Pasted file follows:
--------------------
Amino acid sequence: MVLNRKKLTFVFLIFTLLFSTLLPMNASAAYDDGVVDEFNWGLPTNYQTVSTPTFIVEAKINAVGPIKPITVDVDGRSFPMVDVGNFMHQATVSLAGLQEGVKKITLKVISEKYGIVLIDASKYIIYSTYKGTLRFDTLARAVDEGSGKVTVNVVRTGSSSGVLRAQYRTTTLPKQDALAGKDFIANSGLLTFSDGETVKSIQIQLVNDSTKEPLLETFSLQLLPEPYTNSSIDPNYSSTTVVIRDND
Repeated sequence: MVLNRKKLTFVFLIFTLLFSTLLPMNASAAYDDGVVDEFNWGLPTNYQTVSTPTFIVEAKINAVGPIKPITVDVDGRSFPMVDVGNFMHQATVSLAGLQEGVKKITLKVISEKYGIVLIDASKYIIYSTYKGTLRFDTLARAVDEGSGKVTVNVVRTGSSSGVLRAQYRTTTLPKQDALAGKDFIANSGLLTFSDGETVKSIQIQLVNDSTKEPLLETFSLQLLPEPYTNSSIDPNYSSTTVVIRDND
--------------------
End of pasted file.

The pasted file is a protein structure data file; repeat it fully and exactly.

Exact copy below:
Amino acid sequence: MVLNRKKLTFVFLIFTLLFSTLLPMNASAAYDDGVVDEFNWGLPTNYQTVSTPTFIVEAKINAVGPIKPITVDVDGRSFPMVDVGNFMHQATVSLAGLQEGVKKITLKVISEKYGIVLIDASKYIIYSTYKGTLRFDTLARAVDEGSGKVTVNVVRTGSSSGVLRAQYRTTTLPKQDALAGKDFIANSGLLTFSDGETVKSIQIQLVNDSTKEPLLETFSLQLLPEPYTNSSIDPNYSSTTVVIRDND
Repeated sequence: MVLNRKKLTFVFLIFTLLFSTLLPMNASAAYDDGVVDEFNWGLPTNYQTVSTPTFIVEAKINAVGPIKPITVDVDGRSFPMVDVGNFMHQATVSLAGLQEGVKKITLKVISEKYGIVLIDASKYIIYSTYKGTLRFDTLARAVDEGSGKVTVNVVRTGSSSGVLRAQYRTTTLPKQDALAGKDFIANSGLLTFSDGETVKSIQIQLVNDSTKEPLLETFSLQLLPEPYTNSSIDPNYSSTTVVIRDND